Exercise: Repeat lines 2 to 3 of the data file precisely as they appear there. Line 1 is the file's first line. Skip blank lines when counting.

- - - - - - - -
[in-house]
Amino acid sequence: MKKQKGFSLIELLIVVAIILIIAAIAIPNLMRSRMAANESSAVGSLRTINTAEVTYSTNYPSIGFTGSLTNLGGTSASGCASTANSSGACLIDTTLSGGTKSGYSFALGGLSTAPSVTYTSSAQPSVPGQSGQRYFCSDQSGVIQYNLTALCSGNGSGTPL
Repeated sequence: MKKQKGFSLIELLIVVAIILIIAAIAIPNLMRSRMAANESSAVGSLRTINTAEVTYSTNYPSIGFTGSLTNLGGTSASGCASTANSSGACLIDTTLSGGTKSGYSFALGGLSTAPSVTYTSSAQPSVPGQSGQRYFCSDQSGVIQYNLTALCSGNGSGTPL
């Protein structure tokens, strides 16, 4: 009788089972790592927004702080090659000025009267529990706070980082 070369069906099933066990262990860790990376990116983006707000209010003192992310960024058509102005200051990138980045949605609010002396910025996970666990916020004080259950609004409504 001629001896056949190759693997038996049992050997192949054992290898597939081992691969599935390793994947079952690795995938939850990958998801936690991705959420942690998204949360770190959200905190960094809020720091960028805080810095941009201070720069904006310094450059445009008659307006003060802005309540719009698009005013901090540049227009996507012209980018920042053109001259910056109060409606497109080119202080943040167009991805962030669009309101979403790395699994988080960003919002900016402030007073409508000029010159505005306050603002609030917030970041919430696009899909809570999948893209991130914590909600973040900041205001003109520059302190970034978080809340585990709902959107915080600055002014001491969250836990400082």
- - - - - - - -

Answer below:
Amino acid sequence: MKKQKGFSLIELLIVVAIILIIAAIAIPNLMRSRMAANESSAVGSLRTINTAEVTYSTNYPSIGFTGSLTNLGGTSASGCASTANSSGACLIDTTLSGGTKSGYSFALGGLSTAPSVTYTSSAQPSVPGQSGQRYFCSDQSGVIQYNLTALCSGNGSGTPL
Repeated sequence: MKKQKGFSLIELLIVVAIILIIAAIAIPNLMRSRMAANESSAVGSLRTINTAEVTYSTNYPSIGFTGSLTNLGGTSASGCASTANSSGACLIDTTLSGGTKSGYSFALGGLSTAPSVTYTSSAQPSVPGQSGQRYFCSDQSGVIQYNLTALCSGNGSGTPL